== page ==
13. 13. The Instructor Sets the Tone <ul><li>The visibility and participation of the instructor is critical for a successful online course. The instructor increases social presence by: </li></ul><ul><li>Promptly answering e-mail </li></ul><ul><li>Providing frequent feedback </li></ul><ul><li>Contributing to discussion boards </li></ul><ul><li>Sharing information and experience </li></ul>
  14. 14. Interaction for Social Presence <ul><li>Courses should provide opportunity for online interaction among students and between students and instructors. </li></ul><ul><li>A Type 3 (formal evaluation) study of the Learning Network at the State University of New York, Fredricksen, et al., (2000) found that interaction with the teacher was the most significant contributor to students’ perceptions of their learning. Students reporting highest levels of interaction with the teacher also reported highest levels of perceived learning in the course. Perceived learning was also higher among students who reported higher levels of interaction with classmates and among students who said their online class participation was higher than their participation in traditional classes. </li></ul>Center for Applied Research in Educational Technology - http:// = evidence&answerID =50
  15. 15. Social Presence <ul><li>Social Presence Theory has been around since the 1970's and is a very important concept for instructional design of online courses. </li></ul><ul><li>In a nutshell, social presence describes how well-connected the students feel to the instructor and each other. - Has a community of learners developed in the course? </li></ul><ul><li>A high level of social presence will create a warm, cooperative, and approachable learning environment. (Encyclopedia of Educational Tech.)‏ </li></ul>
  16. 16. Increasing Social Presence <ul><li>Instructors can use the following strategies to increase familiarity among learners and between learners and instructors: </li></ul><ul><li>Including learner profiles </li></ul><ul><li>Integrating an introduction time at the beginning of the course </li></ul><ul><li>Develop welcome messages from the instructor </li></ul><ul><li>Incorporating audio and video messages </li></ul><ul><li>Using humor and emoticons such as :-) or ;-)‏ </li></ul><ul><li>Demonstrating caring, addressing learners by name, and striking up casual conversations </li></ul>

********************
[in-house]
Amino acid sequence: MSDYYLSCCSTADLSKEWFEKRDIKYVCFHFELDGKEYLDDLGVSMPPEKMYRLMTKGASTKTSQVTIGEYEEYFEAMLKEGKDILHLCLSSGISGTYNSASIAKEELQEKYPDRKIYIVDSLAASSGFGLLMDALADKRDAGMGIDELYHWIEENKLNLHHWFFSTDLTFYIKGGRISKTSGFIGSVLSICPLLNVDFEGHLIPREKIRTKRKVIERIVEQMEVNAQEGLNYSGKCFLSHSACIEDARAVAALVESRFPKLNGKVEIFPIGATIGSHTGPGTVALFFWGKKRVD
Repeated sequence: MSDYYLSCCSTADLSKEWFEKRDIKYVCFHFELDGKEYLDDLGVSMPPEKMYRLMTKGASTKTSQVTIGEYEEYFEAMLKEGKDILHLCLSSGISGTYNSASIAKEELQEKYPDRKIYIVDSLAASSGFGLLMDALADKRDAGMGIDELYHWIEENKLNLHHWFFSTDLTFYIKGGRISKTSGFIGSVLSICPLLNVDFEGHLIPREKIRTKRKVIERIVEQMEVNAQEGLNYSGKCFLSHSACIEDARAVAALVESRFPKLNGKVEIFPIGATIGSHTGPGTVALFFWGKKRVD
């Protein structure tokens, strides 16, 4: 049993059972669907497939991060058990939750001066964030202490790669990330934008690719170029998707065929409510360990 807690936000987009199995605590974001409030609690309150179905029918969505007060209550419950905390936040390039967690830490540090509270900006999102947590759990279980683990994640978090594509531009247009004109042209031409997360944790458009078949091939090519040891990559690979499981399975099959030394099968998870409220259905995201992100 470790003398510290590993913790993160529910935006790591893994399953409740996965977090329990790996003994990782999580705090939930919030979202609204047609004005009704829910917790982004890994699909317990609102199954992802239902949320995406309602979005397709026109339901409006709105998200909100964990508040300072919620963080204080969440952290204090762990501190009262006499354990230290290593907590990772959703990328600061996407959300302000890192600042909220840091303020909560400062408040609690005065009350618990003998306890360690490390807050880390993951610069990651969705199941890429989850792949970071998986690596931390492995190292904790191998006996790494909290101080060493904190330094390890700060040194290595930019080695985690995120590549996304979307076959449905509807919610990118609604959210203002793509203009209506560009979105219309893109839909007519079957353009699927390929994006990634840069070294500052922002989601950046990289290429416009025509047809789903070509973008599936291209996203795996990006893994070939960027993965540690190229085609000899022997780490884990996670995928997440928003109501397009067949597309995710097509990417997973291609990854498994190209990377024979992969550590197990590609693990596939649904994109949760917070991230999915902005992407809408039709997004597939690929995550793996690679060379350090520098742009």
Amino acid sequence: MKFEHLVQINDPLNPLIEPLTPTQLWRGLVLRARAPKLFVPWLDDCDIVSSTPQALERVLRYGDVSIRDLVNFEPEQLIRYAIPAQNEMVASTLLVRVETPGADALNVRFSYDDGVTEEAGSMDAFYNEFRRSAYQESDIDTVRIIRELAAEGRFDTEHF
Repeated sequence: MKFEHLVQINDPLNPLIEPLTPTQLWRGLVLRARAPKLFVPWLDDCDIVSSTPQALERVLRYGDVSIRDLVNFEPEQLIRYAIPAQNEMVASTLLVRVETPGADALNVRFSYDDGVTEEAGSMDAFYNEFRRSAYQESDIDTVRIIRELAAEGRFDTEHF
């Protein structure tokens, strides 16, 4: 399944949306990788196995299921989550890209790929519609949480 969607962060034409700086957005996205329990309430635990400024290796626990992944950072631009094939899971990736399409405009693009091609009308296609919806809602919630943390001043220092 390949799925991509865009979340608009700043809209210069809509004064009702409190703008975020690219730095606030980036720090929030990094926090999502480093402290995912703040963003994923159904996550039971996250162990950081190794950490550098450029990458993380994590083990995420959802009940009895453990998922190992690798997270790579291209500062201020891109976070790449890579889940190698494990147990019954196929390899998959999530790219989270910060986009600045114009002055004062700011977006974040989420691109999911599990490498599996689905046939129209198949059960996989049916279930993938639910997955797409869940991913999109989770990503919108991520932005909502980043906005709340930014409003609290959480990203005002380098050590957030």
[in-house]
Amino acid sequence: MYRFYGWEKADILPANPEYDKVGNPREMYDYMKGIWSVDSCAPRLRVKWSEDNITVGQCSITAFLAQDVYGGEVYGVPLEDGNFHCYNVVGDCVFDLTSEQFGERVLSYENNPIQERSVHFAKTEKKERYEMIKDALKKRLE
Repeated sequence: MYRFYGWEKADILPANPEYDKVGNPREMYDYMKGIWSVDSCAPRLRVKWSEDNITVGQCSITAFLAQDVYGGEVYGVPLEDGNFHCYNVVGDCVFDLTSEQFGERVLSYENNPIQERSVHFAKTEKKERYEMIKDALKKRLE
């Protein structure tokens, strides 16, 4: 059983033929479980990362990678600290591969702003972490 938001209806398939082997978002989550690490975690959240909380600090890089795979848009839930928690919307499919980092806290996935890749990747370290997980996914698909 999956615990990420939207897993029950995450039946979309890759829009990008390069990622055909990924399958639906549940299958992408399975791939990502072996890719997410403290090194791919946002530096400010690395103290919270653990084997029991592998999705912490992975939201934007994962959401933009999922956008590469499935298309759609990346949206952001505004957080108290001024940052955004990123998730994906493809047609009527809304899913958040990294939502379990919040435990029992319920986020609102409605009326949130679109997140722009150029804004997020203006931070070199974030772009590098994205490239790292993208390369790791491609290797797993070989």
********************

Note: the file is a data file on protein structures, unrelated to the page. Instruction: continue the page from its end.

17. 17. Moore’s Theory of TD <ul><li>TD is ‘the physical separation that </li></ul><ul><li>leads to a psychological and communications gap, a space of potential misunderstanding between the inputs of instructor and those of the learner...’ </li></ul><ul><li>(Moore, M. G., The American Journal of Distance Education, 5 (3), 1991) </li></ul>
  18. 18. Importance of Understanding TD <ul><li>TD creates uncertainty by increasing the potential for misunderstanding </li></ul><ul><li>TD evokes feelings of isolation </li></ul><ul><li>TD causes students to consider factors other than the course materials </li></ul>
  19. 19. Moore’s Theory of TD <ul><li>There is always TD in any learning environment. </li></ul><ul><li>Two key variables impact on TD </li></ul><ul><li>Dialogue - communication between teacher and learner </li></ul><ul><li>Structure - course elements, such as activities, learning outcomes and content. </li></ul>
  20. 20. Dialogue <ul><li>“ Dialogue is the extent to which in any educational program, learner and educator are able to respond to each other ” (Moore, 1983). </li></ul><ul><li>Information ‘richness’ </li></ul><ul><li>Response times - how quickly the teacher can reply to student queries </li></ul><ul><li>Relevance - to the course, the student’s needs and preferences </li></ul>
  21. 21. Structure <ul><li>Instructional design variables </li></ul><ul><ul><li>Content </li></ul></ul><ul><ul><li>Outcomes </li></ul></ul><ul><ul><li>Activities </li></ul></ul><ul><ul><li>Methods </li></ul></ul><ul><li>‘ Individualisation’ of the course materials and methods of delivery. </li></ul><ul><li>How well the course structure meets the needs of the individual </li></ul>